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NCJ Number: 184348 Find in a Library
Title: Linking Community Factors and Individual Development
Series: NIJ Research Preview
Author(s): Felton Earls
Date Published: September 1998
Page Count: 4
Sponsoring Agency: John D. and Catherine T. MacArthur Foundation
Chicago, IL 60603
National Ctr on Minority Health and Health Disparities
Bethesda, MD 20892-5465
National Institute of Justice (NIJ)
Washington, DC 20531
National Institute of Justice/NCJRS
Rockville, MD 20849
NCJRS Photocopy Services
Rockville, MD 20849-6000
Grant Number: 93-IJ-CX-K005
Publication Number: FS 000230
Sale Source: National Institute of Justice/NCJRS
Box 6000
Rockville, MD 20849
United States of America

NCJRS Photocopy Services
Box 6000
Rockville, MD 20849-6000
United States of America
Document: PDF|Text
Type: Report (Study/Research)
Format: Document
Language: English
Country: United States of America
Annotation: This report describes research designed to determine the developmental sequences that lead some children to engage in antisocial behavior.
Abstract: This research is a component of the multifaceted Project on Human Development in Chicago Neighborhoods. During the past 3 years, the research team has surveyed cohorts of youth in selected Chicago communities to explore the pathways to delinquent, criminal, and violent behavior and to understand why some children's antisocial behavior begins early in life and persists throughout much of their lives, while other children go through a short-lived period of delinquent behavior that begins in early adolescence. The research team measures levels of social control and cohesion as typified by collective rearing of children and the regulation of behavior to develop what they call the "collective efficacy" of each of the study communities. Researchers define "collective efficacy" as "mutual trust and a willingness to intervene in the supervision of children and the maintenance of public order." The study's sample consists of 343 neighborhoods stratified by race, ethnicity, and social class. For an in-depth, longitudinal study of pathways to violence, the research team randomly selected 80 neighborhoods from among the 343 in the study and then selected 100 children of different ages from each of the 80 neighborhoods. The researchers found a strong correlation between exposure to violence and self-reports of violent behavior. Between 30 and 40 percent of the children who reported exposure to violence also displayed significant violent behavior themselves. The research also shows that girls are involved in violence as much as boys, although the nature of the violence is different. 3 notes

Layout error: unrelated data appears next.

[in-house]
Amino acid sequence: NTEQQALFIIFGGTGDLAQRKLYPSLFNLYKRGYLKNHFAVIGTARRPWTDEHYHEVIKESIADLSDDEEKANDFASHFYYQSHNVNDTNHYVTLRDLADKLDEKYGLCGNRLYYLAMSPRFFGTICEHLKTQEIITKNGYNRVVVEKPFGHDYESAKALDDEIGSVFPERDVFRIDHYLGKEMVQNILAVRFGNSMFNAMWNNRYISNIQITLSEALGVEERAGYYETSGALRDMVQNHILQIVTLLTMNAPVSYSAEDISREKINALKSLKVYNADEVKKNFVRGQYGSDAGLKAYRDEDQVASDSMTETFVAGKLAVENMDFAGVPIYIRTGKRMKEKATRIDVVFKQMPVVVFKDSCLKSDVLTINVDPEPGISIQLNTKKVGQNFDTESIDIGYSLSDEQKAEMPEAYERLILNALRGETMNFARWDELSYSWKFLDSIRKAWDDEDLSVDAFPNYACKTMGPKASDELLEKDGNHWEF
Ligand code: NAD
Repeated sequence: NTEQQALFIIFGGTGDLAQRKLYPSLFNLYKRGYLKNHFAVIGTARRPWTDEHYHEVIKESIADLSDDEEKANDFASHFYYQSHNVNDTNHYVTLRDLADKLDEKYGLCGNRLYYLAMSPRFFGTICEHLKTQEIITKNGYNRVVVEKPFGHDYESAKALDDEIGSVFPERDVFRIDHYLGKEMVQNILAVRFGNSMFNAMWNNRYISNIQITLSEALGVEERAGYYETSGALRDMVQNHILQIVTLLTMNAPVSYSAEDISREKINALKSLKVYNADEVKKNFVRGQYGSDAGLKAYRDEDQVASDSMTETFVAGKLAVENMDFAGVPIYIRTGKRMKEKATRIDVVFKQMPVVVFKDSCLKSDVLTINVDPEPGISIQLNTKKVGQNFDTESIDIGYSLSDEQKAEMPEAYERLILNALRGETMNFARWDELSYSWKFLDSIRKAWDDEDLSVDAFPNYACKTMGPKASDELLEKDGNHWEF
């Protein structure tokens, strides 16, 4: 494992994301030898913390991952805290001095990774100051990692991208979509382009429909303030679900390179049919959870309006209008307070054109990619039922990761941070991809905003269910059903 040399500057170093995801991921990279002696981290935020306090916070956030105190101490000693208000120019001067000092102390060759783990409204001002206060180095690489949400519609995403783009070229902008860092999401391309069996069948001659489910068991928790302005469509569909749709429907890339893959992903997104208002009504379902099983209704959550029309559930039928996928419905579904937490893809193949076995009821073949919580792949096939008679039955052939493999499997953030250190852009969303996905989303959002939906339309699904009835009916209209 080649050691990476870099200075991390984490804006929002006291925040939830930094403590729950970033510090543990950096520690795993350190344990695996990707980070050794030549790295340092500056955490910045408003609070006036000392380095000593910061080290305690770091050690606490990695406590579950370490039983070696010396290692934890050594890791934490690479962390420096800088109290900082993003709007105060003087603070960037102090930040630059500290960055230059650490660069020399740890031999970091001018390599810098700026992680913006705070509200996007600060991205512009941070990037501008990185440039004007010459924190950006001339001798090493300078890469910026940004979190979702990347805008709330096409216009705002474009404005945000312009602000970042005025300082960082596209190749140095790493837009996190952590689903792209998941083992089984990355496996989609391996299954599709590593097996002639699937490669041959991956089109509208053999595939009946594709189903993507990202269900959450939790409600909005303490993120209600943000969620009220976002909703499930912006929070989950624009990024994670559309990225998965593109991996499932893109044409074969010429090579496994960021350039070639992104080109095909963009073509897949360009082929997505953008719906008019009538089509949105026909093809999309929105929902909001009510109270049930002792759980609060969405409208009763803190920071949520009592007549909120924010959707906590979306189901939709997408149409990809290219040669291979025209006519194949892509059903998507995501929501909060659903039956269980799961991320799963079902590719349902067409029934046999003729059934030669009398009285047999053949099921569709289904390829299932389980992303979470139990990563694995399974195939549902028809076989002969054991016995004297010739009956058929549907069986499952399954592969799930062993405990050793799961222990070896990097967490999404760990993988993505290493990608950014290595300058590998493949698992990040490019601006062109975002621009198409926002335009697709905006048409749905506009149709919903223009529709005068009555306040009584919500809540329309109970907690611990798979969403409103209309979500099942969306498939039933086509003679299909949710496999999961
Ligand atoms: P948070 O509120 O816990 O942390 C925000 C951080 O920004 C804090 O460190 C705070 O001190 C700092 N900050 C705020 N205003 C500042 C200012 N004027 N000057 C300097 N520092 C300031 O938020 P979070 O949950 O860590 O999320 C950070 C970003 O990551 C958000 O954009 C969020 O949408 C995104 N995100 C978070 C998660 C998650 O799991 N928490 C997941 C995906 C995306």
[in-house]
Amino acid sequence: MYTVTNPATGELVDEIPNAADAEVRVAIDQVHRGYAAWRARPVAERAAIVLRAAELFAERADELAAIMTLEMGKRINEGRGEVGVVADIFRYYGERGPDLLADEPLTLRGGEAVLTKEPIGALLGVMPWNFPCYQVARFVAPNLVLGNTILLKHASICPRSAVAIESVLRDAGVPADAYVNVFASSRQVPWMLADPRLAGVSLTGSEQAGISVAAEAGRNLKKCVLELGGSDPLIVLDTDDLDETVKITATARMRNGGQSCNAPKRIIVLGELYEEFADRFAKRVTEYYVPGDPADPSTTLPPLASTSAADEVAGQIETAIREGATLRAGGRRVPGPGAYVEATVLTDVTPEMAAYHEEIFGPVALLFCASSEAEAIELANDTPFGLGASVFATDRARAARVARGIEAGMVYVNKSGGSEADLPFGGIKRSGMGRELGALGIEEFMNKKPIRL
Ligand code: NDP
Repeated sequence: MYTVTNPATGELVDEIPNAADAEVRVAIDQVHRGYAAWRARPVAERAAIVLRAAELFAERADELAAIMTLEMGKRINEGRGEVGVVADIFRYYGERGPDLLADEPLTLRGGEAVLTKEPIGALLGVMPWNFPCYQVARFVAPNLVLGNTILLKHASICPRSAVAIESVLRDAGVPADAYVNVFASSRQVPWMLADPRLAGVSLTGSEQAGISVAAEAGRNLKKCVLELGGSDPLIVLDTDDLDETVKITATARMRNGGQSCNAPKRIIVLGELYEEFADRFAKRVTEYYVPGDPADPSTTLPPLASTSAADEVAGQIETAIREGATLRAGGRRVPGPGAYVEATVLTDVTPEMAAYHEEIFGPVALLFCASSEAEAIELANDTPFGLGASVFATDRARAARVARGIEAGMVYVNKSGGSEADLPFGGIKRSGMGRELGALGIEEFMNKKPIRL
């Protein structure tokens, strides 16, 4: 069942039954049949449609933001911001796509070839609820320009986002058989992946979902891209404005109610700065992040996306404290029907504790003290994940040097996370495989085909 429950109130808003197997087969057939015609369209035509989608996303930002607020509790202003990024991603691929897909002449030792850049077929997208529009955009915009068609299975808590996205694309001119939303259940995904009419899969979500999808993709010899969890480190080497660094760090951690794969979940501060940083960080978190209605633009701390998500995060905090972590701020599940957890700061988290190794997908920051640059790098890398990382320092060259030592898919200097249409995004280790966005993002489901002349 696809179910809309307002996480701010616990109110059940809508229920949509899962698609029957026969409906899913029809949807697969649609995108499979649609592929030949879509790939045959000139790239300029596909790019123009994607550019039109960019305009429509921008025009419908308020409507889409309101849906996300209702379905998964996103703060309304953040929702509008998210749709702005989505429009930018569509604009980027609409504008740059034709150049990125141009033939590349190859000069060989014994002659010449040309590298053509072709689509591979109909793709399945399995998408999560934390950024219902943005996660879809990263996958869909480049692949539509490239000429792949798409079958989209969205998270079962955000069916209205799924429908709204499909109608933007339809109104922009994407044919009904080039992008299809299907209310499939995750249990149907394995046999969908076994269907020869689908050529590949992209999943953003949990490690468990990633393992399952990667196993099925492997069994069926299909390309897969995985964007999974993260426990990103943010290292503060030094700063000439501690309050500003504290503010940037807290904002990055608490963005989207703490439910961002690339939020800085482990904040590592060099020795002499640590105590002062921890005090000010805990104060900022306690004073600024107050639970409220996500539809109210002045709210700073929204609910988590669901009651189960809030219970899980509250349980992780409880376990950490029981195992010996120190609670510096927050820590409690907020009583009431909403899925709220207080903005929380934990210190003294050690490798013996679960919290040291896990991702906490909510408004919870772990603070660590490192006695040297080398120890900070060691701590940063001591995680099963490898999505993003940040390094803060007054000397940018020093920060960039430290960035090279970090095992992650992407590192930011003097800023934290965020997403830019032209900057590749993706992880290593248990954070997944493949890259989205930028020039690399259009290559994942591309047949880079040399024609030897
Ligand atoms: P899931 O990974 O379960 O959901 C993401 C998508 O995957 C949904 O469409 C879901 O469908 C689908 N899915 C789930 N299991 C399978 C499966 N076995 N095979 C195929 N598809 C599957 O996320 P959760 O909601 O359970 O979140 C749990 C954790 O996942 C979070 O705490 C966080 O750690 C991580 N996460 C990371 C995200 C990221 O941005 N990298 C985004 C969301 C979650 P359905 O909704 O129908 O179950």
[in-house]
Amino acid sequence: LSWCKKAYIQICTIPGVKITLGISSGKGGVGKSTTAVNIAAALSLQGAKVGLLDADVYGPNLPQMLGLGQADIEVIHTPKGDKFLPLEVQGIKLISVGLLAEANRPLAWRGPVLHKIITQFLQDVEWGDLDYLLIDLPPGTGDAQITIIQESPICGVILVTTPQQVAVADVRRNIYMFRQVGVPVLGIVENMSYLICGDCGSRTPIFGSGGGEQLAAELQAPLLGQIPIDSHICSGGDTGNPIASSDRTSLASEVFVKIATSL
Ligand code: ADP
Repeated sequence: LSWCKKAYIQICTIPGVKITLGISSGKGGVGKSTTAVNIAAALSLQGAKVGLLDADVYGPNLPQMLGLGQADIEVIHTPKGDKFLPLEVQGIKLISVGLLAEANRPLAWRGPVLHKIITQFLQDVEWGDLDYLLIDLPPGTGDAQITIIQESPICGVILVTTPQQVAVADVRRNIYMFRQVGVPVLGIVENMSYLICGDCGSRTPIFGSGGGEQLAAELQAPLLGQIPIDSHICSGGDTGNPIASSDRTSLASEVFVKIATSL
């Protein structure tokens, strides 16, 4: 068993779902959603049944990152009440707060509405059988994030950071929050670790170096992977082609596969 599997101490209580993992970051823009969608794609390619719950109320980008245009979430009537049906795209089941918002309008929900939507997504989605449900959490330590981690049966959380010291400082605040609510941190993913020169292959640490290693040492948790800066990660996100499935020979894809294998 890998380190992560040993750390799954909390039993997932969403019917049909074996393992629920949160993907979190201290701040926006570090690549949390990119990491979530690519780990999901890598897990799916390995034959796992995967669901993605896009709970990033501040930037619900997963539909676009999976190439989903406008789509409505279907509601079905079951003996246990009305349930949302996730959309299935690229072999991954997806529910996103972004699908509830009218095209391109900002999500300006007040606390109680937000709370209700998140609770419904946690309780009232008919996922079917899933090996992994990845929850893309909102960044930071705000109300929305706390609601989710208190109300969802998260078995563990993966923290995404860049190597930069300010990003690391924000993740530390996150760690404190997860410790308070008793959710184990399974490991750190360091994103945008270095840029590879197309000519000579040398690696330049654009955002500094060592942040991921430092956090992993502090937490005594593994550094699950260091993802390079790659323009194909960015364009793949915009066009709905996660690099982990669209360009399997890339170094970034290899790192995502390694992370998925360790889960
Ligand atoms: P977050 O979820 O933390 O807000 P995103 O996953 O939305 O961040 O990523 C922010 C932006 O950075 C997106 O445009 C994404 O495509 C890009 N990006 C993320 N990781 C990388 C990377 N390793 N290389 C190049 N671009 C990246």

Main Term(s): Juvenile delinquency factors
Index Term(s): Community conflict; Community involvement; Community relations; Community support; Illinois; Juvenile/community relations; NIJ grant-related documents; Social conditions; Violence causes
Note: Research in Progress Seminar Series
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